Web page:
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Latest Posts

Research Compares CT Scans And Chest X-Rays For Lung Cancer Screening

Lyall A. Gorenstein, MD, FRCS (C), FACS

Lyall A. Gorenstein, MD, FRCS (C), FACS

A recent study funded by the National Institutes of Health found that CT screening reduced deaths from lung cancer by 20%. While it may seem intuitive that screening would help to detect lung cancers and reduce deaths, until now, that had not been definitively proven.

“This is a landmark study,” said Lyall A. Gorenstein, MD, Director of Minimally Invasive Thoracic Surgery at NewYork-Presbyterian/Columbia University Medical Center, who lauded the study’s design and its clear implications for treating patients at risk for lung cancer. Lung cancer is the leading cause of cancer-related deaths in the United States, but the merits of screening — whether or not it actually improves patient outcomes – has been a topic of debate for the last 30 years. Dr. Gorenstein believes that Read more »

*This blog post was originally published at Columbia University Department of Surgery Blog*

ER Physician Amazed By The Technological Advancements In Medicine

My father in law, now deceased, was a nephrologist. I met him while I was in medical school. He was a reserved guy, not prone to butt into what he saw as others’ business. So I still remember that while I was considering what sort of residency to pursue, he took a surprisingly strong stance that I should go into interventional radiology. His reasoning was simple: they have a great lifestyle, they make bags and bags and bags of money, and they get to play with all the coolest gadgets.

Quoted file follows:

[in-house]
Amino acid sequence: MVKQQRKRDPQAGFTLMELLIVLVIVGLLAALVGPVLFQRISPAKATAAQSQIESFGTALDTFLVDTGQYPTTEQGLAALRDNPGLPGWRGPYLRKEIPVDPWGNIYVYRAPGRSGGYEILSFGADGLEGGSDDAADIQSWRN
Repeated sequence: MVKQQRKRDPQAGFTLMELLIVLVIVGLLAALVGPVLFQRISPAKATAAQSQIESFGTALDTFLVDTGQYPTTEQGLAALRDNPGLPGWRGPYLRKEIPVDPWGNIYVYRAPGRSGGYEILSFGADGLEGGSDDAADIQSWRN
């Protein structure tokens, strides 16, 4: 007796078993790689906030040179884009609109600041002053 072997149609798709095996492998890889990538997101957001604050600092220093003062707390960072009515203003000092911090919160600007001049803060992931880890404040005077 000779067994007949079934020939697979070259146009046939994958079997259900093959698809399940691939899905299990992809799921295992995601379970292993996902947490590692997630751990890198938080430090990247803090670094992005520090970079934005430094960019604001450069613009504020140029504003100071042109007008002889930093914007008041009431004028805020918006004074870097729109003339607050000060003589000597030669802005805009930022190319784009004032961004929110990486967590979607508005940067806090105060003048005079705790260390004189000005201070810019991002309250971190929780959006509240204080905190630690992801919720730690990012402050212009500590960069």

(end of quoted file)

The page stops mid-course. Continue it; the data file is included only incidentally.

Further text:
It was tempting, I admit. As anyone who knows me can attest, I am ALL about the gadgets. I’m not averse to bags of money either. But I never gave it much consideration, mostly because I am just not real good at radiology, though for an ER doc I do OK. (A low bar, it is true.)

I sometimes regret that decision. For example, I wrote the other day about a gentleman who presented with a ruptured abdominal aortic aneurysm. We had some heroic fun in the ER resuscitating him and getting him to the OR. After the fact, I had to wonder whether it was all in vain — Read more »

*This blog post was originally published at Movin' Meat*

Can My iPad Help Me Be Healthier?

If you follow me on Twitter or read my personal blog, you probably know by now that I bought myself an iPad this week. The main reason I got it is because I’m a sucker for shiny new technology, but I also wanted to see if I could use it to help myself become a little less sedentary.

As I mentioned in my first two posts about fitness this month, there’s a growing body of research suggesting that a sedentary lifestyle is harmful to your health. I was interviewed about one such study a few months ago on the PRI show “The Takeaway,” and the evidence is fairly convincing: People who spend more hours watching TV also have a higher mortality rate than those who watch it less, even after accounting for exercise. Granted, it’s only a correlation, but the evidence converges quite well with several other studies.